Curiosity Front Hazard Avoidance Camera Right B image taken on Sol 2659, January 29, 2020. The rover is analyzing the bedrock target “Lost Valley.”
Credit: NASA/JPL-Caltech

NASA’s Curiosity Mars rover is wrapping up Sol 2659 tasks.

Curiosity is heading for the bench reports Catherine O’Connell, a planetary geologist at University of New Brunswick Fredericton in New Brunswick, Canada.

Curiosity Left B Navigation Camera image taken on Sol 2659, January 29, 2020.
Credit: NASA/JPL-Caltech

“The bench is an area that we are very interested in,” O’Connell explains, “as it marks a potential contact between the mudstones and sandstones that we have been driving over and a ‘capping’ rock, which looks quite different.”

As the robot drives, O’Connell adds, Mars researchers are looking for changes in chemistry and sedimentary processes, which can help them understand one of the big questions they are wrestling with right now: “Why are these buttes here?!!”

Curiosity Left B Navigation Camera image taken on Sol 2659, January 29, 2020.
Credit: NASA/JPL-Caltech

Bedrock targets

On the plan, a short science block using the rover’s Chemistry and Camera (ChemCam) and its Mastcam, as well as contact science with the Alpha Particle X-Ray Spectrometer (APXS) and use of the Mars Hand Lens Imager (MAHLI). Following is a drive towards the bench along the side of

“Tower Butte.”

APXS and MAHLI are analyzing the bedrock target “Lost Valley,” whilst ChemCam and Mastcam are analyzing two other bedrock targets “Balantyre” and “Aberdeenshire.”

Curiosity Left B Navigation Camera image taken on Sol 2659, January 29, 2020.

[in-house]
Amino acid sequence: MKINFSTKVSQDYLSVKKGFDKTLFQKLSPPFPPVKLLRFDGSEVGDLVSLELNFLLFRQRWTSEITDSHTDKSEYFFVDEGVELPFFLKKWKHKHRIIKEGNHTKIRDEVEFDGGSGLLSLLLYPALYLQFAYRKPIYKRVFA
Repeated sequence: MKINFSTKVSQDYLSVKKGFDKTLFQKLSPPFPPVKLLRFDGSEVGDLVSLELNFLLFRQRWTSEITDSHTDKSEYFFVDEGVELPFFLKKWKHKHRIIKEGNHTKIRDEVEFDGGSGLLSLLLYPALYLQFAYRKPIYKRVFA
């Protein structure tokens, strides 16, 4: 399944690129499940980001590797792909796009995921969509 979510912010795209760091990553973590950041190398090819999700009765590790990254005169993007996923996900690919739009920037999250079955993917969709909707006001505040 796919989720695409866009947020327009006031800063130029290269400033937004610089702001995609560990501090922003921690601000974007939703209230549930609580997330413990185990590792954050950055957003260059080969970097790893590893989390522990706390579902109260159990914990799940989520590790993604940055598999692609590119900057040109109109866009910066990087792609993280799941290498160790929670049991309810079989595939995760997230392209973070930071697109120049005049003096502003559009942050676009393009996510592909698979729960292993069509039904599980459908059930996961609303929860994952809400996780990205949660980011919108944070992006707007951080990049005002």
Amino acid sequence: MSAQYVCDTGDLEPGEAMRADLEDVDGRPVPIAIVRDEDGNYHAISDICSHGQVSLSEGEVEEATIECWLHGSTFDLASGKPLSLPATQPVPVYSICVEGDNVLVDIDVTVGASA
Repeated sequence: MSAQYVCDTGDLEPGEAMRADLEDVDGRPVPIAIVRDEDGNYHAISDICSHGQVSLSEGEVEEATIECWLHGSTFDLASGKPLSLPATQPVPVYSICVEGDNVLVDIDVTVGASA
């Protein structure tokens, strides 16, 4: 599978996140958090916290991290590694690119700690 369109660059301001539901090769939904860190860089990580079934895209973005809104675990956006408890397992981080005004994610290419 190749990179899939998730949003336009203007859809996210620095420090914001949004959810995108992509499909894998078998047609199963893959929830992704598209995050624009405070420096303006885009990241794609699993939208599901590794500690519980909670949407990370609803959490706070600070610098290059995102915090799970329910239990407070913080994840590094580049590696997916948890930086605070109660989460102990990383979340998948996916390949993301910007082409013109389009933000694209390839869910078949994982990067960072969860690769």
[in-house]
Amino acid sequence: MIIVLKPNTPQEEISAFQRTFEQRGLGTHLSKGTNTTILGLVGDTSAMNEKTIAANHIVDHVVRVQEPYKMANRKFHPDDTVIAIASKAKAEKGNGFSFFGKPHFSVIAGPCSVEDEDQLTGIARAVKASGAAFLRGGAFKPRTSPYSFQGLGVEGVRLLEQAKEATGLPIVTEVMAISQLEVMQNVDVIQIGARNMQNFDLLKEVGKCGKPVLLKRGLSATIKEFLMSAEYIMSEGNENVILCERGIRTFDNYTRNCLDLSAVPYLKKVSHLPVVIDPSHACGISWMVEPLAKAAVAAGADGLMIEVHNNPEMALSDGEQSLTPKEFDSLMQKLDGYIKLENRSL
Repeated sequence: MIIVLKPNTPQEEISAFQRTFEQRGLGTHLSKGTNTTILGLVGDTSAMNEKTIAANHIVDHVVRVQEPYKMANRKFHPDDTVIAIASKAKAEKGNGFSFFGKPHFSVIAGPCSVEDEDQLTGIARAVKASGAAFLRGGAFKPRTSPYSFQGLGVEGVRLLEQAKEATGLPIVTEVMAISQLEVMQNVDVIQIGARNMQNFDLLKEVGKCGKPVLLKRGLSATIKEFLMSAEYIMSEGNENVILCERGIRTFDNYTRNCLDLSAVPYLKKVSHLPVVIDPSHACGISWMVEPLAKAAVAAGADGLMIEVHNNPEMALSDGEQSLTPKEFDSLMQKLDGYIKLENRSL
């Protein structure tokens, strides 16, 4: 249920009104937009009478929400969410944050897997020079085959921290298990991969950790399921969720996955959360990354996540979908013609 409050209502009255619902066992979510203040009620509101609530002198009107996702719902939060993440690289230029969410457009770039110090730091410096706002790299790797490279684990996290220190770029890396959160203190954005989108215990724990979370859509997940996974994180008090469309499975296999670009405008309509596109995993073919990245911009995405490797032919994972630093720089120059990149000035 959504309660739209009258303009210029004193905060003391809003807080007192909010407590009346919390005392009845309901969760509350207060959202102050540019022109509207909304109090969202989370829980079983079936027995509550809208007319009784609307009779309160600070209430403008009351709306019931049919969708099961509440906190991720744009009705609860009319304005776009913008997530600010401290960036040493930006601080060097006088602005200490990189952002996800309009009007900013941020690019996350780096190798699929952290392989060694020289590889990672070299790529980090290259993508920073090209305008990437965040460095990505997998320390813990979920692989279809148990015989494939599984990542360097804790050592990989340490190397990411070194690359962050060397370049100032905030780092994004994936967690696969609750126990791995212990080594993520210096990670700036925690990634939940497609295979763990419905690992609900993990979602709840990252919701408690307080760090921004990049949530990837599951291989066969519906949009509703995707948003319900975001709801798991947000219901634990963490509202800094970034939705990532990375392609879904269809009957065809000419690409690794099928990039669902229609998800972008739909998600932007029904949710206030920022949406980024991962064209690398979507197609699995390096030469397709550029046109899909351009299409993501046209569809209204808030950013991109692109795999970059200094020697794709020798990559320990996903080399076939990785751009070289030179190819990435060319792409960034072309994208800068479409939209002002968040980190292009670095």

Credit: NASA/JPL-Caltech

Up the hill

“Mastcam will also image a very intriguing rock, “Hill of Stake” outside of the range of the other instruments, and further imaging of the “Greenheugh” pediment, which we hope to climb onto before this year is out,” O’Connell says.

Curiosity Left B Navigation Camera image taken on Sol 2659, January 29, 2020.
Credit: NASA/JPL-Caltech

 

“Once these activities are complete,” O’Connell continues, “we start to climb further up the hill towards Tower Butte, hoping to end up with more bedrock in our workspace for a more complete compositional picture.”

Environmental activities

The environmental theme group (ENV) crammed activities into the short sol too, including “full tau” and “crater rim” observations, which allows the ENV group to quantify dust in the crater and overhead in the atmosphere.

Curiosity Mars Hand Lens Imager photo produced on Sol 2659, January 29, 2020.
Credit: NASA/JPL-Caltech/MSSS

Rover Environmental Monitoring Station (REMS) is slated to acquire temperature, pressure, humidity, and UV radiation measurements.

The robot’s Dynamic Albedo of Neutrons (DAN) experiment continues its search for subsurface hydrogen, with frequent passive (utilizing cosmic rays as a source of neutrons to measure hydrogen) and also taking post-drive active (actively shooting neutrons from the rover) measurements, O’Connell concludes.

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